Why should I care about REST? What has REST has ever done to me?

REST means being stateless, so the server doesn’t know, and doesn’t care what is your current status. when the client send a request, it sends just the required information for the server to reply with the proper respond. In fact, it can be any server, allowing you to scale up and having a load-balancer to respond to random user requests. Otherwise you’re entering yourself into a lot of pain of remember which server is responsible to which client and handling incidental over-popularity of a single server.

But how can you work without a view? how can you tell what is currently displayed?

Let’s assume for a minute that there’s no javascript code attached to our HTML (we’ll go to javascript in a second). Imagine you have this box that you throw your data inside and get and HTML output. You, as the business layer, should care a tiny-bit about the HTML and its structure. Now we can add additional layer of javascript on top of the HTML, but their contract is their business and you, the server, shouldn’t care as long as you are able to respond with HTML output or with pure JSON or XML data to be later rendered by the javascript.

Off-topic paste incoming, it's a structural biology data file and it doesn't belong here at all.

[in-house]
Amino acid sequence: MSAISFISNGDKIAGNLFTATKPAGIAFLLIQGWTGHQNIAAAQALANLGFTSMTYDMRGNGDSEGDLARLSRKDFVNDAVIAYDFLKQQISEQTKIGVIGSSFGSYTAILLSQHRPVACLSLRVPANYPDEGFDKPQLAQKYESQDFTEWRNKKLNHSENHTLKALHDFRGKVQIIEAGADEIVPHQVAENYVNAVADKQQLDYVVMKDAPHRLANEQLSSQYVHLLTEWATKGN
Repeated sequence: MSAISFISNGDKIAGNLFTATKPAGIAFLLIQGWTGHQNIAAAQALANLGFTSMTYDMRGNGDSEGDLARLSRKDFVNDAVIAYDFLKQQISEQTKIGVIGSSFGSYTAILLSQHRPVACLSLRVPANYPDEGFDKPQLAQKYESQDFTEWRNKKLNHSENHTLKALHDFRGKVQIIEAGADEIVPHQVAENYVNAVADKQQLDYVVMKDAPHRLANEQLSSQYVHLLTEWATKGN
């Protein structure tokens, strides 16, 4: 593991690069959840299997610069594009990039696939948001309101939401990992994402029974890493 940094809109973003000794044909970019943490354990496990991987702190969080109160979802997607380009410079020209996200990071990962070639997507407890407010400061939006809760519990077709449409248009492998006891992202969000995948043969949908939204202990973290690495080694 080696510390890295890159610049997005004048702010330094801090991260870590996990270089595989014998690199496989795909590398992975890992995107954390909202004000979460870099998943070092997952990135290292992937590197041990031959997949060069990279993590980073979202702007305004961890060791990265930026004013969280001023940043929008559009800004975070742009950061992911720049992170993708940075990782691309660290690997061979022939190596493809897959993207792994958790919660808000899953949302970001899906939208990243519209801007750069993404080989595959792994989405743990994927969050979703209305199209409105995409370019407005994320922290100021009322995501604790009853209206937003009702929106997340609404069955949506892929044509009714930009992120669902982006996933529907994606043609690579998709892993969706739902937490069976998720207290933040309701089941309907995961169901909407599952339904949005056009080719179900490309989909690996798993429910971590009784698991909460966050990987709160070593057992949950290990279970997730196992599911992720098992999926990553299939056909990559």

But wait. there are other design-models, what wrong with them?

OK, so I’ll give you brief introduction to various design-pattern models.

Model-View-Adapter”, for example, means that the model doesn’t know nor care about how the view is handled and vice-versa, and the adapter is to make sure of that. As a sole principle, I cannot refute this idea – I’m in favour of separation and capsulation. This one might be a little bit abstract though – where should the model reside? what should it contain? what’s is its life-cycle?

Model-view-presenter” is basically the same thing, having the presenter to contain your business-logic and relay between the Model(-Business Objects) and the View (UI components)

Model-view-ViewModel” was created with event-driven-programming in mind and has the ViewModel to contain a model of the GUI elements (on what page I’m in right now, for example).

I don’t really understand the difference or how do these designs compete?

To be honest, I don’t either. As far as I’m concerned, The important rule behind all of them is the separation between GUI and your business-objects. For example, who’s responsible for input validations? the input-field or the business-object? as far the BO is concerned, it’s not allow to assume validation were held elsewhere so it MUST have its own separation. For the sake of performance, the GUI should have some (redundant) validations so a “trip” to the BO can be spared (critical if the BO sits on a remote server).